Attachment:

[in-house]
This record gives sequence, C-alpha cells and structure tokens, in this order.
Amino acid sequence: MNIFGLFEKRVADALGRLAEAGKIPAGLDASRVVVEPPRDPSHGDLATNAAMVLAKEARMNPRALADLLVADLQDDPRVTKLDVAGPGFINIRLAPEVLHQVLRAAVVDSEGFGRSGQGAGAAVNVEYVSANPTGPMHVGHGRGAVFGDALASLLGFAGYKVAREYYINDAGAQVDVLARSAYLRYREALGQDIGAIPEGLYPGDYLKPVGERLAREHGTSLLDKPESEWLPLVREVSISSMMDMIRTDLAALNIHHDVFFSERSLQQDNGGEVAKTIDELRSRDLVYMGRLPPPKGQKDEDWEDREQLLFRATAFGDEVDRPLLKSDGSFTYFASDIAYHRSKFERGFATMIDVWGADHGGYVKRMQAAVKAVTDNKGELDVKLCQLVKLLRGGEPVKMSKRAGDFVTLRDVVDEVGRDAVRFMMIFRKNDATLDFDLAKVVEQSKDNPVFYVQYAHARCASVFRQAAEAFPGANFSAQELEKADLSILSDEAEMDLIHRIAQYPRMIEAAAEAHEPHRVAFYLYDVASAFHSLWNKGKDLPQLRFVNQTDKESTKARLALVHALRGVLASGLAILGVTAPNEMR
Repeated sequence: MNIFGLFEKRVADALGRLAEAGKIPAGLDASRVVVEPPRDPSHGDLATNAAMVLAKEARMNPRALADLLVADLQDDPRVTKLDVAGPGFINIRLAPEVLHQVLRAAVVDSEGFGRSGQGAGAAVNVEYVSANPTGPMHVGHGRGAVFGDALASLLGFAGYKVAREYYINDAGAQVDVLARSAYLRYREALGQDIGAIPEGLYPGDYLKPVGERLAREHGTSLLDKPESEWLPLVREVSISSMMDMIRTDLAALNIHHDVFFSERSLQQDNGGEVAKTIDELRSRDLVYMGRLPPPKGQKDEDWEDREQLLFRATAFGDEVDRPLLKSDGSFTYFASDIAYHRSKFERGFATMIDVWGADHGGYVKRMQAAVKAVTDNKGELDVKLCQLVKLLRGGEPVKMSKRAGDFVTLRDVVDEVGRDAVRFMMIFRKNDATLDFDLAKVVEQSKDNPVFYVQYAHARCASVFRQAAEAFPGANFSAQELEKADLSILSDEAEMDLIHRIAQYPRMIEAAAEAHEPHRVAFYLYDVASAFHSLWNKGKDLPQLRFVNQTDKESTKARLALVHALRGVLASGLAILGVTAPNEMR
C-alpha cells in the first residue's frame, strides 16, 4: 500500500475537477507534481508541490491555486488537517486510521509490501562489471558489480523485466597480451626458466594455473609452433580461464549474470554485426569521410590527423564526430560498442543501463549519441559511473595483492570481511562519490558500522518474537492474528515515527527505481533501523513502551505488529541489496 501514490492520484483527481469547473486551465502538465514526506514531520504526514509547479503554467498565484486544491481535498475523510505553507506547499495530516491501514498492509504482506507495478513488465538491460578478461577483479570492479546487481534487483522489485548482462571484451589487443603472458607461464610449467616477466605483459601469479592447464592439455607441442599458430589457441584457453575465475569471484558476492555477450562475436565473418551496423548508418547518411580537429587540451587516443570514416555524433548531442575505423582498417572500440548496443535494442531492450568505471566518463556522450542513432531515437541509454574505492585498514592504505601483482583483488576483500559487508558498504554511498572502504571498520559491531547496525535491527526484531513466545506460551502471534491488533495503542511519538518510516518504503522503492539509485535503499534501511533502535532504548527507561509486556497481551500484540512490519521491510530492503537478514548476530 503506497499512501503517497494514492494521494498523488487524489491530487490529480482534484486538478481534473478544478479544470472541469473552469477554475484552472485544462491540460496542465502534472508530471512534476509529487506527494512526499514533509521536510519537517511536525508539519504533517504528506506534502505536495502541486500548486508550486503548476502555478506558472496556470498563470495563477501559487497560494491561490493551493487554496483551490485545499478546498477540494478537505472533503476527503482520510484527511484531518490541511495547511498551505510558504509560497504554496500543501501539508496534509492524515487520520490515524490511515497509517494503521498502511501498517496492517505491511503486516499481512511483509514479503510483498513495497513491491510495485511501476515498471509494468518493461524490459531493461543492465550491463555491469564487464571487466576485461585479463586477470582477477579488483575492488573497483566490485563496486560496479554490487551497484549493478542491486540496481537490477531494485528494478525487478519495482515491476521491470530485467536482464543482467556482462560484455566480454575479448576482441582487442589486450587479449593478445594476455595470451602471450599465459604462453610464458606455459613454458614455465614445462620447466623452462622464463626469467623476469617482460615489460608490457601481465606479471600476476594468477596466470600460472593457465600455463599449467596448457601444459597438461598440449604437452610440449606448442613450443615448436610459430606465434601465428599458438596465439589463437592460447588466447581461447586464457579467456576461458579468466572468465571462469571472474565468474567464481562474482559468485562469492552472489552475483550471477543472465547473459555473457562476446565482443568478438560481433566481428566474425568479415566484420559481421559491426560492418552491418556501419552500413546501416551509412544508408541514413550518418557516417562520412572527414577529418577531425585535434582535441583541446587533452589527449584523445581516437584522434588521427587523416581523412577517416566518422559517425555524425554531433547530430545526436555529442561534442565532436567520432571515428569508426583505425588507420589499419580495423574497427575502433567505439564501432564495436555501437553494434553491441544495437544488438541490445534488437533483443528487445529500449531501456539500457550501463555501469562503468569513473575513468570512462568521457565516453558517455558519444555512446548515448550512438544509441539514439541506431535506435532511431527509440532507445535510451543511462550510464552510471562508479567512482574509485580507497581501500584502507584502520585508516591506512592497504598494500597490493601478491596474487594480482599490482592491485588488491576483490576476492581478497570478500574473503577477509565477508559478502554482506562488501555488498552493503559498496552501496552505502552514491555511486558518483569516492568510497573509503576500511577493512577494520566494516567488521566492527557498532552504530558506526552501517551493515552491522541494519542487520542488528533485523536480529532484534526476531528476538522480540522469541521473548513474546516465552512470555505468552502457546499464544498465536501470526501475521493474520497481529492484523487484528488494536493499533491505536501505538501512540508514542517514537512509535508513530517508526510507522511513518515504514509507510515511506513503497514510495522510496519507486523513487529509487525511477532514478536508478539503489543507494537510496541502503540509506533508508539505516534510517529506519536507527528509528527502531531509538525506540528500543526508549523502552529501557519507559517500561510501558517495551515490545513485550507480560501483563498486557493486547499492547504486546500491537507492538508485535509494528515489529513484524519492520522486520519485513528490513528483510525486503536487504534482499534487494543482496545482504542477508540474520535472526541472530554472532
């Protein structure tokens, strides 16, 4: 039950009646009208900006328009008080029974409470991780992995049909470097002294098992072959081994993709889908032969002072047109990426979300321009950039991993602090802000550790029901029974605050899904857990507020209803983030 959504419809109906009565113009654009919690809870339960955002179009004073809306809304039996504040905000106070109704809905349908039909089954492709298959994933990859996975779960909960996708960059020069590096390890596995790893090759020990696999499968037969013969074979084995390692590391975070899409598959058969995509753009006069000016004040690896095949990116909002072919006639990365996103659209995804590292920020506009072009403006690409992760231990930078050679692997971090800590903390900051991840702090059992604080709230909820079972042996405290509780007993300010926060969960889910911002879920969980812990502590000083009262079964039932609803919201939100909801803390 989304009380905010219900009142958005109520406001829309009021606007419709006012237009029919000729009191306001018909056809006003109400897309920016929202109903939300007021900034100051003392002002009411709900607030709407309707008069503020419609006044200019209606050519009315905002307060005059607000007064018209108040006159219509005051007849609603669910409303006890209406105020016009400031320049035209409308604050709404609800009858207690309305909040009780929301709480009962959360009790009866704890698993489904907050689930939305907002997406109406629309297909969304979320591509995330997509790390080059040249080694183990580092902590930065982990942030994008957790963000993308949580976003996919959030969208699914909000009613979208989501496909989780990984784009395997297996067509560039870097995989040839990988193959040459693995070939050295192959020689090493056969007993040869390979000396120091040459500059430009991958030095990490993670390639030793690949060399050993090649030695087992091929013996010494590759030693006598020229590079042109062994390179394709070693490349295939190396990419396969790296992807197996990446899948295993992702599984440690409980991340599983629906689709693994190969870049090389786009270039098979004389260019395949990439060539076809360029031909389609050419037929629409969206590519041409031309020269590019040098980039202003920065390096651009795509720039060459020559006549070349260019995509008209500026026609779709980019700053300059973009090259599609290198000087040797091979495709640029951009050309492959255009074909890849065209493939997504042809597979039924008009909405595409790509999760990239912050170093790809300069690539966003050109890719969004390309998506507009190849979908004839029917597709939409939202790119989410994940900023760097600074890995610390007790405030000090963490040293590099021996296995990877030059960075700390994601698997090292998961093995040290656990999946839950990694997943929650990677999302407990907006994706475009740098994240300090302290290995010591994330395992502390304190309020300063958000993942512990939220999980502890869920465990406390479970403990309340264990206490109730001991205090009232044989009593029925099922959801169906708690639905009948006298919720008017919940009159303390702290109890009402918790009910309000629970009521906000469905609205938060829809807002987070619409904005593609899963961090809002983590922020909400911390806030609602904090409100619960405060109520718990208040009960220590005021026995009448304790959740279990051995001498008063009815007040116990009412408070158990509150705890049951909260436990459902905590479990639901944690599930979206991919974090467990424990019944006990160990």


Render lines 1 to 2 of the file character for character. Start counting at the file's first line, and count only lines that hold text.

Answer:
[in-house]
This record gives sequence, C-alpha cells and structure tokens, in this order.